Why do some jaw joints click?
The jaw (or TMJ for Temporo Mandibular Joint) is frequently unacknowledged as a source of pain in many head, neck, face, and vocal conditions. People who experience headaches, motor vehicle accidents, sport or work site injuries, often have jaw issues that can accumulate to overwhelming levels.
Clenching the teeth is a very common habit during sleep, while concentrating, or from stress. This often results in an accumulation of both compressive forces in the joints and asymmetrical muscle tightness which can lead to clicking, pain and ultimately joint damage.
Resolving the joint compression and muscular tightness can re-pattern the jaw mechanics and save pain and difficulties decades later.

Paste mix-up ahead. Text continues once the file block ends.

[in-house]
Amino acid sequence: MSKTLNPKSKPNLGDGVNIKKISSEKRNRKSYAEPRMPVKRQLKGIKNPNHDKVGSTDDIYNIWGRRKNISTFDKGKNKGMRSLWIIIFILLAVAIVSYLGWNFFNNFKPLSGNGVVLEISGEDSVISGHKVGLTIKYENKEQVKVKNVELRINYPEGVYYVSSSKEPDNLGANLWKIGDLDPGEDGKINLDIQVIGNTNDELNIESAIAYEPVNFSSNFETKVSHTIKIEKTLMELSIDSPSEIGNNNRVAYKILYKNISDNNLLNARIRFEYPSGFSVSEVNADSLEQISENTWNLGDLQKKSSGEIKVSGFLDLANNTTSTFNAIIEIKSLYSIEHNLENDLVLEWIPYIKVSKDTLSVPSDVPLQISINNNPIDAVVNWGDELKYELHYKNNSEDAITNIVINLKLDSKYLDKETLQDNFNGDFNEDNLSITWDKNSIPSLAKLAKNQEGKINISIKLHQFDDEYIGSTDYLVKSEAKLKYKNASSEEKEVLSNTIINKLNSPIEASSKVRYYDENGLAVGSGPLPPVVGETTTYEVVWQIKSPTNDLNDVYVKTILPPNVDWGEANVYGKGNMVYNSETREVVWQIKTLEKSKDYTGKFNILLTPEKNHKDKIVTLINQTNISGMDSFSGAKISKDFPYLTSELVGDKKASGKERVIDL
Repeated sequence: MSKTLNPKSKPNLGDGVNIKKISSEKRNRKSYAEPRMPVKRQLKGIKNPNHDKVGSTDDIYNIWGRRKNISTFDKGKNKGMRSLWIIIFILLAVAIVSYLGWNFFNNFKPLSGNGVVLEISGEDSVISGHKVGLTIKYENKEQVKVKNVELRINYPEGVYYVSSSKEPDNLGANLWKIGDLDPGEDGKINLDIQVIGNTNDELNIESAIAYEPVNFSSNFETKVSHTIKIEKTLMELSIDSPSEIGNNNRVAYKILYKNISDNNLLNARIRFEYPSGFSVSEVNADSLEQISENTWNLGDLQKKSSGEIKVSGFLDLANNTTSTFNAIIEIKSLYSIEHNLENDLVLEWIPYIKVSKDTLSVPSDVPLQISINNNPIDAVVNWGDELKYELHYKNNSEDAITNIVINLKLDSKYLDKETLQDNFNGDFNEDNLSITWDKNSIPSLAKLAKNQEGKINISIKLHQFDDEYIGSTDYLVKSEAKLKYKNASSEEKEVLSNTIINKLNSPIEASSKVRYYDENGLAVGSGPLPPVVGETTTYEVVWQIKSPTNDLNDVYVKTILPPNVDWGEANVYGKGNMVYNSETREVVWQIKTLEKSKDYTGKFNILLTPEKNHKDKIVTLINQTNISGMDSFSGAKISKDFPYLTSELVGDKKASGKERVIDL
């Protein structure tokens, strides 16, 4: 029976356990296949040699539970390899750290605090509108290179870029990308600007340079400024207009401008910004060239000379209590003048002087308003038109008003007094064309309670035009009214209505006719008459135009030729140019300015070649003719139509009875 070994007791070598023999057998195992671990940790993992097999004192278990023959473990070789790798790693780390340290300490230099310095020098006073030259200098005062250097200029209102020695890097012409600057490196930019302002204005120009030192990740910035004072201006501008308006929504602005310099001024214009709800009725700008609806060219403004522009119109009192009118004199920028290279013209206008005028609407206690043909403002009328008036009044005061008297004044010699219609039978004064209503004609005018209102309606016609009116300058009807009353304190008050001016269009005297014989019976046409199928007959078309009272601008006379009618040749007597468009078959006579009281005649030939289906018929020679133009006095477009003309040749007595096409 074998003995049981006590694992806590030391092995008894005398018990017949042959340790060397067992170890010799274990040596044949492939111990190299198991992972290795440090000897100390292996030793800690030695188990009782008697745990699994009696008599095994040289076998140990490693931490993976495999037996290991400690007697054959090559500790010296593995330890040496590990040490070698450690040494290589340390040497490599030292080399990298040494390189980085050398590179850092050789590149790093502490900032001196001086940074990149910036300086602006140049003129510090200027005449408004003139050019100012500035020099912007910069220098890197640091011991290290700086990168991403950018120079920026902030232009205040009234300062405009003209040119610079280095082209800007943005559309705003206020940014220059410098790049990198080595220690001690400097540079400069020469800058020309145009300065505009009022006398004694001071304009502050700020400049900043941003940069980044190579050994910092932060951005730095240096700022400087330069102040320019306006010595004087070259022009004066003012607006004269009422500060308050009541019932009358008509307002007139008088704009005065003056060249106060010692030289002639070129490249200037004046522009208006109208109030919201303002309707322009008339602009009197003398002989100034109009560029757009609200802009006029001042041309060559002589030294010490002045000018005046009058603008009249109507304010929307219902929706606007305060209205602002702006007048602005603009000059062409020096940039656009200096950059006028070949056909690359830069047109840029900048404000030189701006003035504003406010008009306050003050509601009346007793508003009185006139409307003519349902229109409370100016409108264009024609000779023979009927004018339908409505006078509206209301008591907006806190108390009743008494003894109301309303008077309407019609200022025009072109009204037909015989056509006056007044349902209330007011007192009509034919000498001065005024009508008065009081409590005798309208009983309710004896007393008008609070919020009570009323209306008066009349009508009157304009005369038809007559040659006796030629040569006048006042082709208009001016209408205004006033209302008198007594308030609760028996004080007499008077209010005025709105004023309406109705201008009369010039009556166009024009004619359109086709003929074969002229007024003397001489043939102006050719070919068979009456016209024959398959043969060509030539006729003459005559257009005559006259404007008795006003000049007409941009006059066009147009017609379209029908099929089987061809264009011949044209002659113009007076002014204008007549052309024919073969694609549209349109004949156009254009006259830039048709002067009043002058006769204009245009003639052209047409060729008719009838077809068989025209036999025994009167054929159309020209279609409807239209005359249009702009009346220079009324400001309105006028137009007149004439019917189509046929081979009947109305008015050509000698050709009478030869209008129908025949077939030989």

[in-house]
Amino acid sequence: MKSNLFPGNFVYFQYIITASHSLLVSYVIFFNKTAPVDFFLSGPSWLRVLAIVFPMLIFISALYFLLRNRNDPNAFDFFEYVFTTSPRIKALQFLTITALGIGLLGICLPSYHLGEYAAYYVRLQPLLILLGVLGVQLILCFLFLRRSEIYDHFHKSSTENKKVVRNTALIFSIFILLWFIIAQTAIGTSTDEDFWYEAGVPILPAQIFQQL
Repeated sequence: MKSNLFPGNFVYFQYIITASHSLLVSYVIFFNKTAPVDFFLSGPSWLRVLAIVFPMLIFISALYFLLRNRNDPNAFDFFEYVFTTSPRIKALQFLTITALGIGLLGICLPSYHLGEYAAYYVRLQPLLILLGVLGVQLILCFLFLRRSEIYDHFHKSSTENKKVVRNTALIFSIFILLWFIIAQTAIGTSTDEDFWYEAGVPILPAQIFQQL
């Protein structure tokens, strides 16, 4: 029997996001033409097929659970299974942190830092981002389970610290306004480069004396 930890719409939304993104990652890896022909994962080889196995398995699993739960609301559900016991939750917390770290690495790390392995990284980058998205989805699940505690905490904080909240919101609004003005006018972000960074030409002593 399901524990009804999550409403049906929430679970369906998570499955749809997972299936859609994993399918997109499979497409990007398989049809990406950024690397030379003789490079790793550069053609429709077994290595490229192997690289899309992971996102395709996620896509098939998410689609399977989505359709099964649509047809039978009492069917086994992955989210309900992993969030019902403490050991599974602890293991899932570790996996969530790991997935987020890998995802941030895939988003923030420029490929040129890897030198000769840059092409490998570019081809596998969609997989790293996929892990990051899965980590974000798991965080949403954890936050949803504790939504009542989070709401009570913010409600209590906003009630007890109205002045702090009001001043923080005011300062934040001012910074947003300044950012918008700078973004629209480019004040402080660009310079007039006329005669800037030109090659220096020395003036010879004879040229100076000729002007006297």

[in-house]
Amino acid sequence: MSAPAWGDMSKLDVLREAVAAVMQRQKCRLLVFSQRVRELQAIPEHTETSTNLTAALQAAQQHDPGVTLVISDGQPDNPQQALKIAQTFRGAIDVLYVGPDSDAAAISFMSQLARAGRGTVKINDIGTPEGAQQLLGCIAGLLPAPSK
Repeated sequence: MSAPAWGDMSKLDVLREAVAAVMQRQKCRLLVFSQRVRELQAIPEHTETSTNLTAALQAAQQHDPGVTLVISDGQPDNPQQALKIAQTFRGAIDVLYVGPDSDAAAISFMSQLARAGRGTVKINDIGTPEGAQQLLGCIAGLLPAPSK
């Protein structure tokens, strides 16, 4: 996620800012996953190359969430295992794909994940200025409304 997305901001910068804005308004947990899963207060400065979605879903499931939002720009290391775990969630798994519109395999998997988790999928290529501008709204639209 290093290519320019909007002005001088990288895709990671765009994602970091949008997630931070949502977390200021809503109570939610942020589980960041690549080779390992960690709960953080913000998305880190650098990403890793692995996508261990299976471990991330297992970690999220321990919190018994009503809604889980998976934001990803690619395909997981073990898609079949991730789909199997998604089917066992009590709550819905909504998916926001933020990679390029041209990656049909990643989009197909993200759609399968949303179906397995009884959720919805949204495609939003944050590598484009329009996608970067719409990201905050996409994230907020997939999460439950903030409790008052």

The jaw is exceptional in that it operates as two separate joints bound together by one bone – the mandible. The muscles responsible for moving the joints work in tandem with how the teeth fit together (occlusion), along with the fit and movement of the cranial bones, creating a system of interrelated mechanics.
All is well when the jaw joints work within functional symmetry, but if one side begins to move differently many compensatory patterns can begin. These adaptive movements can be the beginning of a vicious cycle where some tissues are overworked and eventually become compromised.
A special friction-reducing disc exists inside the joint much like the discs in the spine. The disc maintains the appropriate amount of space in the joint, and moves forward and back in co-ordination with the opening and closing of the mouth. Joint compression and muscle tightness often accumulate resulting in an abnormally forward disc position. Then, as the jaw bone moves, the disc bunches up like a speed bump on the road, producing a click. If left untreated disc perforation can result, leaving the joint vulnerable to pain and arthritis.